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June 22, 2012

30 Days of Dads: Greg of 'Dogs on Drugs'

DoDTagMy favorite site for penis jokes, beloved cartoon characters taking peyote, and blatant calls for Congress to declare a 'National Avocado In Your Pants Day' is the humor site Dogs on Drugs. Kennel Master Greg occasionally let's it slip that he has spawned a new generation of future mental patients, so I asked him to contribute a "very special episode" to DadCentric. Though I would have happily accepted a past post he wrote on his son's documented love of his naughty bits and excrement, the bastard instead wrote a sweet and semi-coherent piece about kids buying gifts for their parents. But with requisite serial-killer references. He's a gent and an asshat. I truly admire him. -- Kevin

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Because I am incredibly old, I remember when parents could send their kids out into the world without having to worry that some lunatic with a molester-van full of candy would snatch them up and use them as unwilling participants in a personal re-creation of Silence of the Lambs.

That's not to say that it couldn't have happened; in those days, parents just chose not to worry about it.

We called it an "age of innocence," which not only sounds better than calling it an "age of willful ignorance," but has the added advantage of painting the past in a rosy, nostalgic hue that helps to explain away borderline criminal neglect. "Sure we let Charles Manson babysit the kids. It was an age of innocence!"

Handmade_Ceramic_Animals_FiguresSo when my father handed me, all of 6 years old, five dollars and instructed me to walk into town to purchase something for my mother's upcoming birthday, it wasn't an act of neglect or a sign of horribly absent parenting skills. It was just the kind of thing that parents in a Midwestern small town did back then. I was given no guidelines other than a reminder that: "Your mom likes mom-type stuff. No candy, no baseball cards, and no toys." This didn't leave a whole lot of options because you could count the retail establishments in town on one hand: The grocery store, an old fashioned candy store, a couple of bars, and a strange house that had a shop on the first floor dedicated to selling tiny, ceramic animals.

I walked into that strange house and was met by an old woman who cheerfully asked me if I needed any help.

"My mom's birthday is coming up, and I have five dollars to buy something for her," I said.

The woman smiled and said, "I bet your mom likes animals, doesn't she?" (I laugh now at how opportunistic the woman was, and that it was a good thing that she didn't sell, say, hand grenades instead.) Within a couple of minutes I was walking home carrying a small, ceramic camel.

My mother, of course, loved it and made a big show of putting it in the living room next to the upright piano she played in her spare time. Since the ceramic camel went over so well, I bought her another animal the following year for Mother's Day. And, because my brothers were as mystified by the likes and dislikes of women as I was, they began to tag along. Soon, the camel had a host of friends to keep it company: A panda, a penguin, a couple of owls, a vicious-looking bear, and several species of cat that my brothers and I argued over on a yearly basis.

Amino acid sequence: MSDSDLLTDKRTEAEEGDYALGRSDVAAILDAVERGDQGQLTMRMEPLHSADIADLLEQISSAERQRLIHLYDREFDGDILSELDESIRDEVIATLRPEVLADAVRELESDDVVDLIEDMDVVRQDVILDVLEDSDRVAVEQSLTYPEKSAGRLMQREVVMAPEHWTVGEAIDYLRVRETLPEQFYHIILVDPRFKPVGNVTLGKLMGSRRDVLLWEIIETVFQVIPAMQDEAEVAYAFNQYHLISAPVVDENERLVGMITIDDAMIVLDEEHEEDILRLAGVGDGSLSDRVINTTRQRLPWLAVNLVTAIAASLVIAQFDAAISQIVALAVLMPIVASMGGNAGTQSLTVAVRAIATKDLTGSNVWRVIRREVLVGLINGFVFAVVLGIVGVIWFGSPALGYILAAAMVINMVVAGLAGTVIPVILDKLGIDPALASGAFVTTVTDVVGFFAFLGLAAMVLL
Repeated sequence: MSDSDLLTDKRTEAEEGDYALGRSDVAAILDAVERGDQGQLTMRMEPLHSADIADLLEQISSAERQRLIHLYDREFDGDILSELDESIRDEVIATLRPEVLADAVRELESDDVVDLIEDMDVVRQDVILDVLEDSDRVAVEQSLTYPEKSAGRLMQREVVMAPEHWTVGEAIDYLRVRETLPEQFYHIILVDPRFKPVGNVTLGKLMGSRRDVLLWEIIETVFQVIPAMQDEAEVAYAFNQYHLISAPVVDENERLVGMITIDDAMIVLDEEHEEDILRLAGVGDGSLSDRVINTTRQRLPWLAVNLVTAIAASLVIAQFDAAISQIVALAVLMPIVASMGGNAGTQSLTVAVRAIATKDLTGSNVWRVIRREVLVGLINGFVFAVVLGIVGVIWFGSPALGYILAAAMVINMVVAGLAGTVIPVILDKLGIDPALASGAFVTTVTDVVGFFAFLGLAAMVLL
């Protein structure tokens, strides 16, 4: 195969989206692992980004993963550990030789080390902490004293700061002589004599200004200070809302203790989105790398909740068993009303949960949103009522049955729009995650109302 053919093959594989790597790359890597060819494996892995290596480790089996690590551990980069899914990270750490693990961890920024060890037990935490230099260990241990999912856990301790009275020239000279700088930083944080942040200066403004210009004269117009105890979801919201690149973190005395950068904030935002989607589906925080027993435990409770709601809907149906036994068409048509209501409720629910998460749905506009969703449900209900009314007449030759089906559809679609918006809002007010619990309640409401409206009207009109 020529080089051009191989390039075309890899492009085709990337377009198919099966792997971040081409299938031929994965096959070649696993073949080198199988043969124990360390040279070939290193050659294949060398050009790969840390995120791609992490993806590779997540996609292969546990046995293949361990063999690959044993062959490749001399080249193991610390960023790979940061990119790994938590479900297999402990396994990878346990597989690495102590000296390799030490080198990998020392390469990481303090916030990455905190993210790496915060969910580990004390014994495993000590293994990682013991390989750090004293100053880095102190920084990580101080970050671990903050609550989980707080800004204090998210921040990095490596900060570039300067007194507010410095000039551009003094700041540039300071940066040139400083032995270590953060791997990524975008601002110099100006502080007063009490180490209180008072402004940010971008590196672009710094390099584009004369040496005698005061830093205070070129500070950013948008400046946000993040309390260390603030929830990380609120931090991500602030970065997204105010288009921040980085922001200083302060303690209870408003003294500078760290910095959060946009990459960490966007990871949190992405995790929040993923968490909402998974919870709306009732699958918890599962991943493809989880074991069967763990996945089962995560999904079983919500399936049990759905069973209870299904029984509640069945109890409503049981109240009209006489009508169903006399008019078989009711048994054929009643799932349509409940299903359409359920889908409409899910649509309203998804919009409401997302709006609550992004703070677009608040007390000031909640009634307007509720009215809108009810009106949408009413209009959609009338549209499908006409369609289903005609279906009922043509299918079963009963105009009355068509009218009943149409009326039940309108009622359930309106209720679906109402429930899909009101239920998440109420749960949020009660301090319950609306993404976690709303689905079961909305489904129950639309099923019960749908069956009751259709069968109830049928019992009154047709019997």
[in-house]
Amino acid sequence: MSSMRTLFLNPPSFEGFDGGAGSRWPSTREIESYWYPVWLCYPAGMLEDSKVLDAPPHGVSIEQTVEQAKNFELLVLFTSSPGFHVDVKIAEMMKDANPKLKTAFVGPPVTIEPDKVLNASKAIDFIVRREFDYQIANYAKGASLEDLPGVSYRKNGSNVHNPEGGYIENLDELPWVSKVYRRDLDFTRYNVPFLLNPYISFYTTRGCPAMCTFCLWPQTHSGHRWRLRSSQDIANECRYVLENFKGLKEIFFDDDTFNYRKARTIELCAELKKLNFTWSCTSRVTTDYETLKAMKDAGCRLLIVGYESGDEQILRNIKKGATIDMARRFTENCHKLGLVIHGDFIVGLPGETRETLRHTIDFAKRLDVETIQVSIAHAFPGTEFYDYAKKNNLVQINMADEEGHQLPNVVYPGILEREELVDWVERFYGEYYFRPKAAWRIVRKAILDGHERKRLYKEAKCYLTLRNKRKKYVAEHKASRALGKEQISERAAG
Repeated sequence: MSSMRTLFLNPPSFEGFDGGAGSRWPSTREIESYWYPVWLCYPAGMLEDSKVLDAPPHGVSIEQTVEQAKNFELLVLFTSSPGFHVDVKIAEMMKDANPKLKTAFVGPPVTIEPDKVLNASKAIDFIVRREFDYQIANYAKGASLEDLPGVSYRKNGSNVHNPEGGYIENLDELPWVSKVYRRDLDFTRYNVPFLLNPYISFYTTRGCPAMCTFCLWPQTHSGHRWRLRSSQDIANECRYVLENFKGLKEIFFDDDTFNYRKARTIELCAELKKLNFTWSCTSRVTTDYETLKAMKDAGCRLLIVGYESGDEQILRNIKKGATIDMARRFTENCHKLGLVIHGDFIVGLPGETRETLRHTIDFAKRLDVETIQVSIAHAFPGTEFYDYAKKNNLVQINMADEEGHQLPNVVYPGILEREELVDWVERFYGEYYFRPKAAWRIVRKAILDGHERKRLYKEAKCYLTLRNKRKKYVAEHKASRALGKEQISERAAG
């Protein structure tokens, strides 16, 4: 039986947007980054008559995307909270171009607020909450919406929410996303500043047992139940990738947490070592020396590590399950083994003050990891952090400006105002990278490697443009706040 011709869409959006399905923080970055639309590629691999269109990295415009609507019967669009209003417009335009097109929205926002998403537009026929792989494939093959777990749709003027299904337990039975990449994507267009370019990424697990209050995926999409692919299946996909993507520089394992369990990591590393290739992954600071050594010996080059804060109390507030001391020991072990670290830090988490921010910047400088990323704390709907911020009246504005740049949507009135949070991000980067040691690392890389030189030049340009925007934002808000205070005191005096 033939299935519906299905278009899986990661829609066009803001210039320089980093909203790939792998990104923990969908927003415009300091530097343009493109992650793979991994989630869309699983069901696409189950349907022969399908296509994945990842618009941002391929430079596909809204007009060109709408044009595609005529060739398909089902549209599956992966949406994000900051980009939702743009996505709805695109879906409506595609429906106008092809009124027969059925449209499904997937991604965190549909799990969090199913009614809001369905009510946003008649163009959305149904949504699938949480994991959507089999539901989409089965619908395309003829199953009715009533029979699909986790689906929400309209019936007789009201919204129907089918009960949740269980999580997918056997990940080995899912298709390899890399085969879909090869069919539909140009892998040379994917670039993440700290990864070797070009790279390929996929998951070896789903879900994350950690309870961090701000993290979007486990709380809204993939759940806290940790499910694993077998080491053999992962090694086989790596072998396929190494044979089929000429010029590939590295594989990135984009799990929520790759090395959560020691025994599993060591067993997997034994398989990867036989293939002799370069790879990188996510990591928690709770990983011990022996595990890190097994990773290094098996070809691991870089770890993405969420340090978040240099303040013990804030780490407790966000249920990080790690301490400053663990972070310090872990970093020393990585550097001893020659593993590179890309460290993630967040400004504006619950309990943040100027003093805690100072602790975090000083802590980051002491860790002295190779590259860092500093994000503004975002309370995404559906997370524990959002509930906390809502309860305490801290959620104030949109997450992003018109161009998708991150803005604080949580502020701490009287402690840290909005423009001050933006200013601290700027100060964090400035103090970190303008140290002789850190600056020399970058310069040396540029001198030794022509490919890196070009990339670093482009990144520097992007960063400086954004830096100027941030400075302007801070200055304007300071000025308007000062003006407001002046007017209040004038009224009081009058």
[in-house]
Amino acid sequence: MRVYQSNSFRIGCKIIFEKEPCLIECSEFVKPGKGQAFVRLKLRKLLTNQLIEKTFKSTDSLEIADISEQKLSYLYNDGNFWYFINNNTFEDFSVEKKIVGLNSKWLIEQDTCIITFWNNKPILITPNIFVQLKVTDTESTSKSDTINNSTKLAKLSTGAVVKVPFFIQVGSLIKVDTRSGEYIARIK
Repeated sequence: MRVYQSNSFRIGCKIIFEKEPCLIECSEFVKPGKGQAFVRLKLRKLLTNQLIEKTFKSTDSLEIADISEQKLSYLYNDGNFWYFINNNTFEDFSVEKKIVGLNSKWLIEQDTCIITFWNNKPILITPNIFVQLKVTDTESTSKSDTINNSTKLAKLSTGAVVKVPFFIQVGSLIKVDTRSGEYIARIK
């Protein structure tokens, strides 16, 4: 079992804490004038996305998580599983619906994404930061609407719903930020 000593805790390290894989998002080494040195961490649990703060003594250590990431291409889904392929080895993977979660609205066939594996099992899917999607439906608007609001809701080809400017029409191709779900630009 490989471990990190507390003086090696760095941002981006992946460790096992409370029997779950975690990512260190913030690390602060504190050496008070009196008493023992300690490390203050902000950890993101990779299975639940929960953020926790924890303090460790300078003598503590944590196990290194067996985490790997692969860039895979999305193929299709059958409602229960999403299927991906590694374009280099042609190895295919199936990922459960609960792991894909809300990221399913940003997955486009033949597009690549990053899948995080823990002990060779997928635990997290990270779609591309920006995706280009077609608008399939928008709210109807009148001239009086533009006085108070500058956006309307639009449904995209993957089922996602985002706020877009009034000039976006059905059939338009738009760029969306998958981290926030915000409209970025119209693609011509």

"You can't get her another puma, she already has one!"

"No she doesn't, that's a leopard!"

"Leopards have spots, you're thinking of a jaguar!"

She must have accumulated 30 or 40 of those things over the years, and they all wound up in the same place: On the table, next to the piano. "I like having them there so that I can see them while I play," she'd tell us. By the time I was 10 or 11, it started dawning on me that maybe the placement had more to do with the fact that unless you were actually sitting at the piano, the animals were virtually invisible. After all, no one wants to be known to her friends as the crazy ceramic animal lady.

Decades later, my wife and I now allow our children to select gifts for themselves, although we don't allow them to walk into town to buy them what with the "age of innocence" having given way to the "age of crystal meth tweakers who kidnap random kids and stuff them into wood-burning stoves. "Their gifts are as wonderfully daffy as the ceramic giraffe I bought my mom one year that was sculpted by someone unfamiliar with both sculpting and giraffes. My wife and I have received numerous Pillow Pets, a giant nutcracker, and all sorts of odds and ends, along with some touchingly thoughtful gifts like the pink watch my 3year old selected for my wife and will demand that she wear every day for the rest of her life.

This past Sunday, Father's Day, I received a two-stage rocket that will supposedly fly a quarter of a mile into the atmosphere, some sunglasses, and a bunch of things that my two sons made me in day care the week before: A red rock with the words, "You rock, Dad!" painted on it; a pair of child-sized paper hands reading, "I love you this much!"; and an adorable handmade picture frame with a photo of my 6-year-old in it wearing an over-sized dad outfit of a button-down shirt and loosened tie. Those last few cost almost nothing to make, yet are valuable to me beyond description. I placed them on various shelves of the large bookcase in my home office.

Later on during the day, I found myself looking at them with a smile on my face as I mindlessly noodled some blues scales on my guitar, and I found myself laughing out loud when I realized with a start that I had been wrong all those years ago. I put those treasured gifts there for a very good reason: I like having them there so that I can see them while I play.

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